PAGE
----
Home from a loan: Yakubu (Everton and Leicester City)
When Middlesbrough signed Kris Boyd for £4million last summer, they probably would have been keen on the prospect of the Scot pulling on a red shirt for the play-offs at the end of the season. Likewise, Everton fans would have snapped your hand off if offered 10 goals in 19 games from Yakubu in a blue shirt this season.
As it turns out, Boro will end the season in mid-table, no Everton player has managed more than 10 goals this season and both Boyd and Yakubu are a long way from the Riverside Stadium and Goodison Park respectively.
And as it turns out, Boyd is on the verge of pulling on the red shirt of Nottingham Forest as the end-of-season showpiece kicks off next weekend – QPR situation permitting – while Yakubu has indeed netted double figures in half a season wearing the blue shirt of Leicester City.
Both men have faced charges of disinterested tubbiness during their careers, particularly at their parent clubs, but their goalscoring prowess at this level has been confirmed in recent weeks. Boyd, of course, still has a chance to write himself into Forest folklore following the Reds’ late-season dash into the last remaining play-off place, but time ran out for Yakubu. Now, the Nigerian says he wants to stay at the Walkers Stadium on a permanent basis. 10 goals in 19 games? When you can sign, Mr Aiyegbeni? Surely?
In fact, it is not quite that simple. In Yakubu’s first month at the club, Leicester’s form looked set to result in a play-off berth at the very least. In his debut at Deepdale, he opened the scoring with what would become his stock-in-trade for the remainder of the season. Some slightly awkward-looking close control, a bustling run at the heart of the opposition defence and a nonchalant finish into the bottom corner of the net. He repeated the trick the following weekend against Millwall.
Two in two. This was all going to plan for Sven-Goran Eriksson and the club’s Thai owners. Yakubu wasn’t just scoring goals either – he was contributing to the team’s brilliant football by dropping deep and linking play with all the confidence of a Premier League striker. Full-backs bombed forward knowing that Yakubu’s clever through balls would find their runs rather than the space they had just vacated. It was a novelty of sorts.
Unfortunately for Leicester City fans, this was too good to be true and everything began to unravel slightly when Eriksson’s men started facing other teams with promotion aspirations. Leicester hit the road to face Cardiff City, Queen’s Park Rangers, Reading and Nottingham Forest amongst others in a run of games that would define their destiny. They lost all four games, with Yakubu conspicuous in his absence from the scoresheet.
Anonymous at the Cardiff City Stadium as the hosts won 2-0, sporadically lively at Loftus Road as the hosts won 1-0, wasteful with the few opportunities that fell his way at the Madejski Stadium as the hosts won 3-1 and a picture of listlessness at the City Ground as the hosts won 3-2, Yakubu contributed almost nothing to the biggest games of the season.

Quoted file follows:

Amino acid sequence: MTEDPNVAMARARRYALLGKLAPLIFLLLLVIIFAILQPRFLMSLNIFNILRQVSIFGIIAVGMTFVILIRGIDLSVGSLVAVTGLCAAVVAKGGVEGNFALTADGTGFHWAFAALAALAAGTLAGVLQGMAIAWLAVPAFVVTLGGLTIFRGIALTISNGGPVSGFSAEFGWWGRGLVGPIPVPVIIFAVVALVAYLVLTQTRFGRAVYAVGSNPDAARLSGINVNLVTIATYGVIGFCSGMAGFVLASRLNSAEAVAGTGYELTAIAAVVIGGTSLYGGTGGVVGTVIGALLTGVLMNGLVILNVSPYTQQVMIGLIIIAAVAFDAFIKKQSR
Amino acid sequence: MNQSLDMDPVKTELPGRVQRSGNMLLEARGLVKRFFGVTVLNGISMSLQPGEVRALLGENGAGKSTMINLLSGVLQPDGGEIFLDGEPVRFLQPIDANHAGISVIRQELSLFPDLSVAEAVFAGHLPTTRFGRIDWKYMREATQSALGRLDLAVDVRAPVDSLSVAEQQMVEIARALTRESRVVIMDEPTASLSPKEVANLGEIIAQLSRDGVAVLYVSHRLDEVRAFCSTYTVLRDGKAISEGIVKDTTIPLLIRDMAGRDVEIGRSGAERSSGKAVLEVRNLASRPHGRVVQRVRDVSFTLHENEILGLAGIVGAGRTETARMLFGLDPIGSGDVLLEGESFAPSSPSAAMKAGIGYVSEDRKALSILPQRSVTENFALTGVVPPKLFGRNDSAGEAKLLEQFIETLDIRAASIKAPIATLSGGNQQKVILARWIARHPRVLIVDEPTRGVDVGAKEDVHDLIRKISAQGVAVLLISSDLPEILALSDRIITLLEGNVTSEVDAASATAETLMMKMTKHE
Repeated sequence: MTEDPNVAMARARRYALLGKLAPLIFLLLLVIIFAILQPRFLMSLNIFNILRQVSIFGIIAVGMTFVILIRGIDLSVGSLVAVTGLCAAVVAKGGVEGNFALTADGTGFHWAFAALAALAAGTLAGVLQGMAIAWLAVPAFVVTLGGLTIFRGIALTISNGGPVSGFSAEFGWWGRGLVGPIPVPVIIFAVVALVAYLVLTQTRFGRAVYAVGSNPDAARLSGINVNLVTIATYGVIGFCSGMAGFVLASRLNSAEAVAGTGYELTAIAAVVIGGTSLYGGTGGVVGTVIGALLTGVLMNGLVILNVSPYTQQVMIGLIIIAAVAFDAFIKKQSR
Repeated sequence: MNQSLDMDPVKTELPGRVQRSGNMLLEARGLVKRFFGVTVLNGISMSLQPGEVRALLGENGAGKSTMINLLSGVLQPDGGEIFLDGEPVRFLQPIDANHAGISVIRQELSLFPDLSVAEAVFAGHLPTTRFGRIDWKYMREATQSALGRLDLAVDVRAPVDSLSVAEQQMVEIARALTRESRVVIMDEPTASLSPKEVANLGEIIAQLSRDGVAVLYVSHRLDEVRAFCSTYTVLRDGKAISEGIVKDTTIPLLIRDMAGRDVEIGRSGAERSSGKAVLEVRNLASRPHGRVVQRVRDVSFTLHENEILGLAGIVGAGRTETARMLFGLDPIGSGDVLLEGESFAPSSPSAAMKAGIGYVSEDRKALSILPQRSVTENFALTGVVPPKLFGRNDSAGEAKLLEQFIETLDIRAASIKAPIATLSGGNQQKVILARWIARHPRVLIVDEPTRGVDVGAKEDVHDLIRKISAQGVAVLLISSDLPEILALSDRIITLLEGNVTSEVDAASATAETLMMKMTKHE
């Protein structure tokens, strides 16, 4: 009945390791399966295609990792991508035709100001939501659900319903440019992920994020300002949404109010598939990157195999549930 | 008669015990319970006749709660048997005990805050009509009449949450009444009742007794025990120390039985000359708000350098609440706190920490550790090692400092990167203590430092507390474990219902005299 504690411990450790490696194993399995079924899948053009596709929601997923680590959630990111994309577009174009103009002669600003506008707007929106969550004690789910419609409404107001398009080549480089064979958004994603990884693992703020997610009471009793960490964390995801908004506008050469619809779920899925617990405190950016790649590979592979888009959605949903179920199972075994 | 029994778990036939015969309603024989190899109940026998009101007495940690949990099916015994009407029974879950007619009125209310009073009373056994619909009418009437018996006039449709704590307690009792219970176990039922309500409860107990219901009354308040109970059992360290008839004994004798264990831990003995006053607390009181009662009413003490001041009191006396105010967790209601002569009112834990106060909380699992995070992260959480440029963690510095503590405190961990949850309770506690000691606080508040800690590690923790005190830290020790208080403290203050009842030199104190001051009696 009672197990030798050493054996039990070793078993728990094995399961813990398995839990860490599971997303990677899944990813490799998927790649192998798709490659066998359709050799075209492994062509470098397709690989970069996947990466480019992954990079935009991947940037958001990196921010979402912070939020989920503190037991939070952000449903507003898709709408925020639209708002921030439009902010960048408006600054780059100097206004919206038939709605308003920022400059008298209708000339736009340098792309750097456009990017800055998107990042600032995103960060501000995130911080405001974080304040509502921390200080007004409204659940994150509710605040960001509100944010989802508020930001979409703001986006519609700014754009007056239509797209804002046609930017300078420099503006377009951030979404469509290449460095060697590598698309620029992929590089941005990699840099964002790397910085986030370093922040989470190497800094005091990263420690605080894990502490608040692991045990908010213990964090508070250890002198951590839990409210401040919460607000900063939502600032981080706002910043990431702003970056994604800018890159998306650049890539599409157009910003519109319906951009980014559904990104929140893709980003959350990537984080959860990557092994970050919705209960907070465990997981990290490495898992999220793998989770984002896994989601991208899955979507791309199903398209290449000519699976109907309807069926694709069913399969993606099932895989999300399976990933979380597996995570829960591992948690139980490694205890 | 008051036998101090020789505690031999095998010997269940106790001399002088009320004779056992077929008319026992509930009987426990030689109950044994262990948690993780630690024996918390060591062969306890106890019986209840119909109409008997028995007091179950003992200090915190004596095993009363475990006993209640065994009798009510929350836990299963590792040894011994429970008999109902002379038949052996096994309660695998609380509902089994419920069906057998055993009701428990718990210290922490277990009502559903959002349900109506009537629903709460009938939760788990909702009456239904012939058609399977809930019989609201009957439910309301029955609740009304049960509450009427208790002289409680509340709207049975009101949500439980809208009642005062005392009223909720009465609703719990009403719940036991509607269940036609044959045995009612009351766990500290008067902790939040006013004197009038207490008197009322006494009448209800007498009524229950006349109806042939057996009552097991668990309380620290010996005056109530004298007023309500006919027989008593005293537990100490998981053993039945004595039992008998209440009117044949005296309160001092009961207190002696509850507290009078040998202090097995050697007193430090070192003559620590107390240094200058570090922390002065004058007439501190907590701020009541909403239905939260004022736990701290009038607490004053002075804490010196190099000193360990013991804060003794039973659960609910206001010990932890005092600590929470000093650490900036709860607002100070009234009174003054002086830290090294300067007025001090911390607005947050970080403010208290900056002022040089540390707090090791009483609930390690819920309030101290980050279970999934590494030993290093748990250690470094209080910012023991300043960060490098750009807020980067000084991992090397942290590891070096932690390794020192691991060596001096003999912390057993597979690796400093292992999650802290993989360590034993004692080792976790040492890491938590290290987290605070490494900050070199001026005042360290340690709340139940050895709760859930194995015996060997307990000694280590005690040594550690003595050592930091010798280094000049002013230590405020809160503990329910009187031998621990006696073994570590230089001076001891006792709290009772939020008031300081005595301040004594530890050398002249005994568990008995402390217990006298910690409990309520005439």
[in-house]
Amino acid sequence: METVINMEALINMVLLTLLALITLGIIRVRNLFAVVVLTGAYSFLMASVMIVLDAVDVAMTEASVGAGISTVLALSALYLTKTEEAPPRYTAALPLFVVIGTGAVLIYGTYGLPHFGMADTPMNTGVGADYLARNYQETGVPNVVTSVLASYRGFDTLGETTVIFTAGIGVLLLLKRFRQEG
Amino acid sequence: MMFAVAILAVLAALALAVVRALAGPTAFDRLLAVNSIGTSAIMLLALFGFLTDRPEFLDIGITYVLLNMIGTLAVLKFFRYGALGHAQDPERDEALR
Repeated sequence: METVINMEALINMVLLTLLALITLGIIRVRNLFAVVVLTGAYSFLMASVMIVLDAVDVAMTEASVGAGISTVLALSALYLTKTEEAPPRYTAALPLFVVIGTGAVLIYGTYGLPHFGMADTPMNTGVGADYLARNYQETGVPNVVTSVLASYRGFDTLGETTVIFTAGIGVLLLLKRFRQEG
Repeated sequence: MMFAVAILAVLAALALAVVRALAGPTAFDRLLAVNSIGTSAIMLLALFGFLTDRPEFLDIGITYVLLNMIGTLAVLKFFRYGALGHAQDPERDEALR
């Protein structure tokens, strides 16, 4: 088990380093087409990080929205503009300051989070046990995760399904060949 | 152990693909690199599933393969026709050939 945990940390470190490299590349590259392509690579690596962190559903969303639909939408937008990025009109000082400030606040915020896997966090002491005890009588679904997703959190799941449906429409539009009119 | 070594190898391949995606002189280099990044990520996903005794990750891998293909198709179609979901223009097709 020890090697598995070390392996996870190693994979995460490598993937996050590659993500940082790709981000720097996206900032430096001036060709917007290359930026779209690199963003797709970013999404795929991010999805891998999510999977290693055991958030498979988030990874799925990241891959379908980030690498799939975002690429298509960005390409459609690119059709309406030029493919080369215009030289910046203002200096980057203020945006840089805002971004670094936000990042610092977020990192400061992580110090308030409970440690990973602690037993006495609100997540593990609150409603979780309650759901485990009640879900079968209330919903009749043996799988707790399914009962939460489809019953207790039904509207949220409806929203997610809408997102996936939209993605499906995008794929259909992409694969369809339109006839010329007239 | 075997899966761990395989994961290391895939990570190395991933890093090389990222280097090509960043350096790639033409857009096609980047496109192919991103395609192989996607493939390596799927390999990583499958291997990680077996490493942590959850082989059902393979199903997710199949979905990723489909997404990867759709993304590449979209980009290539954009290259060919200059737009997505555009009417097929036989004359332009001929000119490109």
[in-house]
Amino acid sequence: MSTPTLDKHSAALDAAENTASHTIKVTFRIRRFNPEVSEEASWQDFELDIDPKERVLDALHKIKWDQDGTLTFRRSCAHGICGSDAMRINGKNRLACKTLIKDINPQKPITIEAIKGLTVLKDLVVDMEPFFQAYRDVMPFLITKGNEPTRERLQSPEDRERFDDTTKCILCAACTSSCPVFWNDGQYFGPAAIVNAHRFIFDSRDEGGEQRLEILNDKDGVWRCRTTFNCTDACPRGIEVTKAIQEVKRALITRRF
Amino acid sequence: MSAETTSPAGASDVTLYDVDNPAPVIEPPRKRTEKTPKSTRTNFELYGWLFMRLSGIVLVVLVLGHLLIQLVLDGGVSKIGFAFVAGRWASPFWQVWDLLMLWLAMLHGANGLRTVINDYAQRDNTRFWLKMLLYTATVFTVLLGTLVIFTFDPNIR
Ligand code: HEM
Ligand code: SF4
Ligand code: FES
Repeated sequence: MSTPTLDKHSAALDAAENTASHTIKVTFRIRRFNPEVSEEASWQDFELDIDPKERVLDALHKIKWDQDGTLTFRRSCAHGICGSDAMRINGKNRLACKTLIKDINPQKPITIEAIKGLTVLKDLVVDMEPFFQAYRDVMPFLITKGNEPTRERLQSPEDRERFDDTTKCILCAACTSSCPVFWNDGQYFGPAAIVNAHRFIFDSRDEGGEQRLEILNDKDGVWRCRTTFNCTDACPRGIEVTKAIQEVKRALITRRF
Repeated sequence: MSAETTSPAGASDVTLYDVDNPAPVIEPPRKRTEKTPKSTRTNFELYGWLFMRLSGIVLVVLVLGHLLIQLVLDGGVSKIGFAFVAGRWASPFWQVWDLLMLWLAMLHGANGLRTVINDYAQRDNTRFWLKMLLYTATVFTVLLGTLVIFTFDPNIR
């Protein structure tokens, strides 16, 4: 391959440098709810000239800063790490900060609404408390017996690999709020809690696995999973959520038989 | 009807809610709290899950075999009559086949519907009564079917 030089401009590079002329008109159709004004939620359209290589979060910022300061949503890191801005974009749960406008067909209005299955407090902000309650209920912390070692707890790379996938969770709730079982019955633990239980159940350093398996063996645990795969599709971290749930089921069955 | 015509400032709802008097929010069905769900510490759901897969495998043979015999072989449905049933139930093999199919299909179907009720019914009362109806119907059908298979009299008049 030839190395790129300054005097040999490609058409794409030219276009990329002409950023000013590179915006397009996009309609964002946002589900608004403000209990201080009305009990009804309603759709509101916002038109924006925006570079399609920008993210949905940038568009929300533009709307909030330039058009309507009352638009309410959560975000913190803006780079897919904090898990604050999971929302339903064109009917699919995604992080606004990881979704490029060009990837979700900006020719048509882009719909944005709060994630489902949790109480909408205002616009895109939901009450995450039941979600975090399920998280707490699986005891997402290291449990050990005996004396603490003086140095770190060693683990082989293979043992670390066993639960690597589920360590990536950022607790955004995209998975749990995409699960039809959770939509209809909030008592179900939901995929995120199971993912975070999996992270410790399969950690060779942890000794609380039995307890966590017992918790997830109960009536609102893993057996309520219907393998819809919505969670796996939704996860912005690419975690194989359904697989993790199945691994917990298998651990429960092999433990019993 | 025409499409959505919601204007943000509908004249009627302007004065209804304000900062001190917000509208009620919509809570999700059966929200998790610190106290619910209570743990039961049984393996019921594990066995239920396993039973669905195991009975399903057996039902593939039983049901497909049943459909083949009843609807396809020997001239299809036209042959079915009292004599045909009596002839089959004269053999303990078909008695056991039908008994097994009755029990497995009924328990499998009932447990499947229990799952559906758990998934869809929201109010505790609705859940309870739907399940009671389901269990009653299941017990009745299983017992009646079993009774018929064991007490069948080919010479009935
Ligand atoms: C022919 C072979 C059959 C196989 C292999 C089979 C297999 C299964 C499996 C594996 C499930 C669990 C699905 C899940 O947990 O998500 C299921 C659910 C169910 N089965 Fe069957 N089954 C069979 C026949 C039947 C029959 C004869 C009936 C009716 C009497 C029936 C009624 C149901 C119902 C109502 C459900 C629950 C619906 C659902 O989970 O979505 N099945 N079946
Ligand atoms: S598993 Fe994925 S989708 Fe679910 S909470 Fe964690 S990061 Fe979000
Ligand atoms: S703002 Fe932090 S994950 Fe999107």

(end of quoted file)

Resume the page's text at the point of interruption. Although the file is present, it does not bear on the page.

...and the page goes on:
The problem is that very few of Leicester’s players contributed much in any of those games either, meaning that Yakubu was never going to prosper. The Championship rarely contains players of his quality, but players of his type are also infrequently sighted at this level. Strikers are meant to run around a lot, put in the hard yards and generally work tirelessly for the team. Yakubu does precious little of any of this, while his economy of movement is second to none.
All of which is fine if you score goals at a ratio of 10 every 19 games. Over a full league season, that would mean around 23 strikes. But anyone looking only at the statistics and disregarding the bigger picture is missing out on the full story. The competitive nature of the Championship; the number of clubs competing at a similar standard; the dire consequences of spending money outside the top flight without success: Leicester cannot afford to finish mid-table again next season.
Yakubu this week claimed that he would relish a return to the East Midlands next season, seemingly having decided that his future lies away from Merseyside. This presents Eriksson and his money men with a dilemma of sorts – the prospect of those 23 goals over a full campaign is surely too enticing to turn down, but at what price? The Everton man is rumoured to be on the market for £2million, but his wages are the real sticking point.
There is a nagging feeling among some Leicester fans that Eriksson’s favoured system this season did not suit Yakubu. He has played as the lone striker for the vast majority of his time with the club, but his most recent goal – the equaliser in last Saturday’s 1-1 draw at Doncaster – provided a glimpse of the perfect future, thanks to a face from the past.
Steve Howard laid on Yakubu’s goal at the Keepmoat Stadium and perhaps that is what Leicester need to get the very best out of their big-name striker – not necessarily Howard or even a player like him, but someone to supply at least some of the qualities that Yakubu does not possess. Unceasing effort, breakneck pace, aerial dominance – pair up any of that with a top-class finisher and Championship defences would wilt.
Yakubu ends his temporary stint away from Goodison Park on Saturday lunchtime with a home game against Ipswich Town. Whether it will be farewell forever remains to be seen.
To buy or not to buy: that, for Leicester City, is the question.
“Home from a Loan” is intended to be a series of posts from supporters of Football League clubs on the subject of the numerous returning loanees this summer. How did the loan go? Will the player sign on a permanent basis? Will they be fondly remembered?
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